Sulfur and phospho­rus have a chapter more-or-less to themselves and this is followed by a chapter containing a detailed account of how it was determined that air consisted of several gases and was not just a single compound. The chapter title, H Two O to O Two H, reflects Lavoisier's fundamental mistake in naming hydrogen and oxygen; Wothers points out that, in reality, they have exactly the opposite attributes to those which the etymology of their appellations suggests. In this chapter, Wothers covers the discovery of hydrogen and oxygen and includes a delightfully sympathetic account of the phlogiston and caloric theories.

The discoveries of the alkali metals are treated in chapter 5. The chapter is very Eurocentric and, although alkali itself is a direct Arabic loan word, all the descriptions and illustrations are European and there are no references to the original works of the great Arab chemists of the Middle Ages. As is a common theme of this book, this chapter is a bit of a pot pourri since Wothers also includes an account of the origins of the chemical symbols.

Chapter 6 is also an inter­esting hotchpotch. Here Wothers considers the origins of the alkali earth metals, as well as magnetism, and manganese, tungsten, graphite and aluminium. I might take exception to the Swedish for tungsten being represented consistently as `tungste' (pp. 171 and 173) and perhaps Berzelius being introduced as the last of a long list of Swedish chemists (p. 157), but these are minor quibbles.

Chapter 7, The Salt Makers (15 pp.), is a short chapter dealing with the halogens, but ending with 17 lines on Mendeleev's Periodic Table (together with a two-thirds page facsimile of the original, courtesy of the Master and Fellows of St Catherine's). I learned that nitric, sulfuric and hydro­chloric acids are called mineral acids because they can all be obtained by heating combinations of minerals (p. 180). As usual the discussion is mainly limited to western European contributions.

Chapter 8 more-or-less ditches the historical theme entirely and reverts to classical chemistry systematics looking at the final Group of the Periodic Table. As usual in this gallimaufry, the chapter briefly mentions the rare earth elements on its way to discussing in some detail the isolation and identification of the noble gases.

The final chapter, Unstable Endings, is just four pages long and very briefly considers uranium, thorium and radium before even more briefly mentioning the transuranic and superheavy elements.

I am unsure who the book is aimed at. It is presented as a book for the general public but the level of presentation is extremely variable. Wothers has amassed a personal collection of early works on the history of chemistry and he has used these extensively to illustrate the present text. But consequent swathes of cited text inter­rupt the flow and the book is not a good read; rather it is a book to dip into during quiet moments. The book is very Eurocentric and features esoteric western European publications from the 17th and 18th centuries where, I suppose, the heart of Wother's personal collection lies. On the other hand, I learned (or was reminded of) a lot from reading it and the journeys down the highways and byways of early chemistry were often entertaining.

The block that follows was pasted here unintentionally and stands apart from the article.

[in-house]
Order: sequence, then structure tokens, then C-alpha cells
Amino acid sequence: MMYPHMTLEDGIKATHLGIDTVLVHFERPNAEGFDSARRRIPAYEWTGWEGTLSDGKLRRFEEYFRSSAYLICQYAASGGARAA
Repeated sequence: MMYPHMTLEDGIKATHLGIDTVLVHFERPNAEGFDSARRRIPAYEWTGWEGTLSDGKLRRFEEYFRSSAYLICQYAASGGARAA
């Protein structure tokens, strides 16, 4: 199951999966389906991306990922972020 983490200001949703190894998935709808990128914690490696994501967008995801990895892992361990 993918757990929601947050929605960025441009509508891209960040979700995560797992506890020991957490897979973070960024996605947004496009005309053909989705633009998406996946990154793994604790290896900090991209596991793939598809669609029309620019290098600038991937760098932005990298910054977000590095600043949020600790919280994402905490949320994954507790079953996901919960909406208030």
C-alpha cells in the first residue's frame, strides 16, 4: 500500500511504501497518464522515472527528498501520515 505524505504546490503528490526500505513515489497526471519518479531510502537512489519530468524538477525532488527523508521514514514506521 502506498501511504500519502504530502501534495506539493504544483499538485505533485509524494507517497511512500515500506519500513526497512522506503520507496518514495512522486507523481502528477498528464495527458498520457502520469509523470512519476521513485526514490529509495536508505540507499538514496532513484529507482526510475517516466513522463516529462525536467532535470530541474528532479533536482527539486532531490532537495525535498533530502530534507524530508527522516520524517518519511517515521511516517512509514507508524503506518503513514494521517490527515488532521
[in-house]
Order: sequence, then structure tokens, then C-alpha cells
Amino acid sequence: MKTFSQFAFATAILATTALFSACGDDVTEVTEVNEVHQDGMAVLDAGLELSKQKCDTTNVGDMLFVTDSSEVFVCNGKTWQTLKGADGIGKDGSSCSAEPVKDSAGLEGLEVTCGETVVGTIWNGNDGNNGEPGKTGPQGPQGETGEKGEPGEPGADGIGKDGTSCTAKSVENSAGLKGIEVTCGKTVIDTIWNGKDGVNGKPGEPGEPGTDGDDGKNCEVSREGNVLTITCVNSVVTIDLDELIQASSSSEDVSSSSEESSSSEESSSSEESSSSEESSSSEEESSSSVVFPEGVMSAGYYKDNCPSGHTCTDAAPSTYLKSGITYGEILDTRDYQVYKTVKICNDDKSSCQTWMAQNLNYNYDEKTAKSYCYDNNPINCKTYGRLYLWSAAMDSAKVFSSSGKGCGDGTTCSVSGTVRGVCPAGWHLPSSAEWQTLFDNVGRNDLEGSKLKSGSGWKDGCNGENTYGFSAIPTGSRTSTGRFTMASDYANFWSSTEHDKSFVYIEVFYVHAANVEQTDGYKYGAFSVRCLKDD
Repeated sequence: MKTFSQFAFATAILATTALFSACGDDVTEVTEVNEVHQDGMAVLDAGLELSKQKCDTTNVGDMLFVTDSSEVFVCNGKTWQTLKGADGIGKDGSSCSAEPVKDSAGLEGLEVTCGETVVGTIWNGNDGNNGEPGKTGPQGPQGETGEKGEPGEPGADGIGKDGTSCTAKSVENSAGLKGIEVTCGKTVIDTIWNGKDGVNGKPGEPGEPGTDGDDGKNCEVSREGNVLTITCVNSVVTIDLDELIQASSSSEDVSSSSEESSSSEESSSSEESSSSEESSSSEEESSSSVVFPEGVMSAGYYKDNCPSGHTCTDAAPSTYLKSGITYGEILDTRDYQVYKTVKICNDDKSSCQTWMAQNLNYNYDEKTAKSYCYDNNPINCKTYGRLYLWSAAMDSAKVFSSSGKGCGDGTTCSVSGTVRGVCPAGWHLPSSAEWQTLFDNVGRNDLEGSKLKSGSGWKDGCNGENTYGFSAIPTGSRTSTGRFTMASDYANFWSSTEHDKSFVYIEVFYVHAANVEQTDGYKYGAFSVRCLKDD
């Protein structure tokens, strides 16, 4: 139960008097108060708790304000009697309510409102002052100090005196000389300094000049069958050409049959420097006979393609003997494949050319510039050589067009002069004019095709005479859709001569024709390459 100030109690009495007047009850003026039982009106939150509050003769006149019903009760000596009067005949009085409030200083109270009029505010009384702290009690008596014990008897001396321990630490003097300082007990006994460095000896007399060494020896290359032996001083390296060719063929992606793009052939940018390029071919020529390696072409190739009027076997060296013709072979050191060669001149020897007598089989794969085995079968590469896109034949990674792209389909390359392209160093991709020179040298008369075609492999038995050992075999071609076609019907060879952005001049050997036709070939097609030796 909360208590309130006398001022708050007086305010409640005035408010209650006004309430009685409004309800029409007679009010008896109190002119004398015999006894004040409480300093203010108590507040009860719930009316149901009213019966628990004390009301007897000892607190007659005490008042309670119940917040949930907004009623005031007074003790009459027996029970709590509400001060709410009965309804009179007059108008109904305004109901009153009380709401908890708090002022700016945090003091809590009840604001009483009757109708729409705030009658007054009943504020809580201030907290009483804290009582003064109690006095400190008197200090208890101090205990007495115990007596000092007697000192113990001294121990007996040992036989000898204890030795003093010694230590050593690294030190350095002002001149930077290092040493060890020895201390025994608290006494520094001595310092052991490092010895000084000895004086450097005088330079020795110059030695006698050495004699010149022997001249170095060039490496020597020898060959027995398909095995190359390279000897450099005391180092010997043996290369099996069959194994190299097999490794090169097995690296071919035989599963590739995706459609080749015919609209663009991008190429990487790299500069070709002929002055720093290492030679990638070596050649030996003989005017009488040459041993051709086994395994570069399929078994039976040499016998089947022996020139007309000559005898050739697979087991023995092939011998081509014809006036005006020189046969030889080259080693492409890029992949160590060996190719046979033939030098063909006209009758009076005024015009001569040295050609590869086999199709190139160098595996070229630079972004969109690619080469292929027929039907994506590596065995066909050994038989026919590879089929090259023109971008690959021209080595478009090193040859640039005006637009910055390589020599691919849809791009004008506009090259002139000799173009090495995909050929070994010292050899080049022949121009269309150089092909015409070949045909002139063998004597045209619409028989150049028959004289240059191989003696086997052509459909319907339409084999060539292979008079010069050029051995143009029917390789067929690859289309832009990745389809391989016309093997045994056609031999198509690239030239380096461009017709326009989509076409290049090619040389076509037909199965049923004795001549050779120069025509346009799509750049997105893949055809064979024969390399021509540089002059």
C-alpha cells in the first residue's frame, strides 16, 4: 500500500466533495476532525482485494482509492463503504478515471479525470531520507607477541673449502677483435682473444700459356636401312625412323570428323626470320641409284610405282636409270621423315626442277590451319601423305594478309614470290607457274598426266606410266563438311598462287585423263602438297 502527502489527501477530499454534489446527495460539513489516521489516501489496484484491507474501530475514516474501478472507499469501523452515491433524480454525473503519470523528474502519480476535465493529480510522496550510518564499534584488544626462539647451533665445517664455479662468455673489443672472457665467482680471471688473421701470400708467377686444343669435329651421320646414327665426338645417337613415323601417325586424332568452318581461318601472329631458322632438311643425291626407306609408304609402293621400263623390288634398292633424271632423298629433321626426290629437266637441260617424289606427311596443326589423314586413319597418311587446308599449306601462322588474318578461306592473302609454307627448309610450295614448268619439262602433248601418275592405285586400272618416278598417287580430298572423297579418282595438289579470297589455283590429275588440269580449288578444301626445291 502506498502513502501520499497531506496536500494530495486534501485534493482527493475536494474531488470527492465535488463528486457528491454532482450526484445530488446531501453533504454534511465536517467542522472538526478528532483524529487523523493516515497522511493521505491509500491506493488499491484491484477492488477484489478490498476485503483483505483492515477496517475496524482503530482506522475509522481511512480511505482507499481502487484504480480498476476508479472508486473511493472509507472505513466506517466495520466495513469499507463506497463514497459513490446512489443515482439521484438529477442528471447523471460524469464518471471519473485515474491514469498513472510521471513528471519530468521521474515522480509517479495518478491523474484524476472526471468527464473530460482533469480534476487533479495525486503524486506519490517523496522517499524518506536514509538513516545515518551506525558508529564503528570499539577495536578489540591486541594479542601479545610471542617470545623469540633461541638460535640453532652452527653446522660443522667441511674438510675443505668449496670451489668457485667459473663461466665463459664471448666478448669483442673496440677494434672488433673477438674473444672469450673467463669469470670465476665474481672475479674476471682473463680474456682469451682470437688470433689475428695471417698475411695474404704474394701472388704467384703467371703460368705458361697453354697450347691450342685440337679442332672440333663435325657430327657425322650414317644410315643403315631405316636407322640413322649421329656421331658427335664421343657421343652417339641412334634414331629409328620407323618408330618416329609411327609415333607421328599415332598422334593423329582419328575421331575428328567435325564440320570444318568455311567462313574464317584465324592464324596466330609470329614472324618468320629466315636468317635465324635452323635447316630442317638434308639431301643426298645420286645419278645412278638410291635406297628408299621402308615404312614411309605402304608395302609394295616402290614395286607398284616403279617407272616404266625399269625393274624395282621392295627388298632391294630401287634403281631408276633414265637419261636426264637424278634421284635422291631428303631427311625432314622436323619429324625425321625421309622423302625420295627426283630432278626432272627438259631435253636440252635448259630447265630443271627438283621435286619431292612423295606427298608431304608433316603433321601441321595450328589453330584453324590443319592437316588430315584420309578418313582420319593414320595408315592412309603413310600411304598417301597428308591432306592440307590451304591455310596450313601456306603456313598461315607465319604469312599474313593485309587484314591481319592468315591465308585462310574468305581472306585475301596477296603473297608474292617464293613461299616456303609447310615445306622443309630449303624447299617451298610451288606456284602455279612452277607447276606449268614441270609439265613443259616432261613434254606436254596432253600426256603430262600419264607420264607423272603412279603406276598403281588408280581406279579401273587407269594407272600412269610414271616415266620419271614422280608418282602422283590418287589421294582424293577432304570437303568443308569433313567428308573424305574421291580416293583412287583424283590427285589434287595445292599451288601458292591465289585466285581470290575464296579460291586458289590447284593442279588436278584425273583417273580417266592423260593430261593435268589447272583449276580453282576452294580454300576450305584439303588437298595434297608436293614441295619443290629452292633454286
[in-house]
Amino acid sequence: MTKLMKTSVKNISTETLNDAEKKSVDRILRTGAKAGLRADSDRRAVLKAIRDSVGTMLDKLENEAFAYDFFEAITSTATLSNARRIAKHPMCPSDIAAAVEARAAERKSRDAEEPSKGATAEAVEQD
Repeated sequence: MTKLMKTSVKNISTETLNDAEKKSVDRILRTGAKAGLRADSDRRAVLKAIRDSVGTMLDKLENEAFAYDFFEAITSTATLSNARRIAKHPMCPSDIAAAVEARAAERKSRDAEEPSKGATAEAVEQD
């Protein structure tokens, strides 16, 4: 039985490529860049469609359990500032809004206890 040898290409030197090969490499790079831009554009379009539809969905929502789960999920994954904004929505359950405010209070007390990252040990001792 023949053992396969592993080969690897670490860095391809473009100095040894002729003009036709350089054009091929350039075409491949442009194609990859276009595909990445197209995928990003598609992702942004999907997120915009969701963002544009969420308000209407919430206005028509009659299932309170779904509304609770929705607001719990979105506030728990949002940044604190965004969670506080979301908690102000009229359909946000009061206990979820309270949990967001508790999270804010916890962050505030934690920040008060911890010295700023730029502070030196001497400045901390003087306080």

Table 1
The main elements in the chapters

Chapter Title Pages Elements
1 Heavenly Bodies 31 Au, Ag, Fe, Hg, Sn, Cu, Pb, U, Ra, Po, Np, Bk, Cf, Am, Og, Sg, Fr, Se, Te
2 Goblins and Demons 27 Bi, Sb, As, Co Ni, Zn, Cd
3 Fire and Brimstone 23 S, P
4 H Two O to O Two H 41 H, O, N
5 Of Ashes and Alkalis 31 Na, K, Ca, Mg, Ba
6 Loadstones and Earths 28 Si, Mn, Ba, W, Mo, Al, Zr, Sr, Be
7 The Salt Makers 15 Cl, Br, I, F
8 From Under the Nose 29 He, Ar, Kr, Ne, Xe, Cs, Rb, Th, In, Ga, Sc, Ge, Y, Yb, Er, Tb, Tu, Ho, Ge
9 Unstable Endings 4 Po, Ra, Rd, At, Nh, Ts, Og

References

First citationBrowne, J. (2013). Seven Elements That Have Changed the World: Iron, Carbon, Gold, Silver, Uranium, Titanium, Silicon. London: Weidenfeld & Nicolson.  Google Scholar
First citationGreenwood, N. N. & Earnshaw, A. (1997). Chemistry of the Elements, 2nd ed. Oxford: Butterworth-Heinemann.  Google Scholar
First citationKeeler, J. & Wothers, P. (2003). Why Chemical Reactions Happen. Oxford University Press.  Google Scholar
First citationKeeler, J. & Wothers, P. (2013). Chemical Structure and Reactivity: An Integrated Approach, 2nd ed. Oxford University Press.  Google Scholar
First citationScerri, E. R. (2013). A Tale of Seven Elements. Oxford University Press.  Google Scholar
First citationWeeks, M. E. (1968). The Discovery of the Elements, 7th ed., revised and with new material added by Henry M. Leicester. Easton: Journal of Chemical Education.  Google Scholar

© International Union of Crystallography. Prior permission is not required to reproduce short quotations, tables and figures from this article, provided the original authors and source are cited. For more information, click here.

Journal logoSTRUCTURAL
CHEMISTRY
ISSN: 2053-2296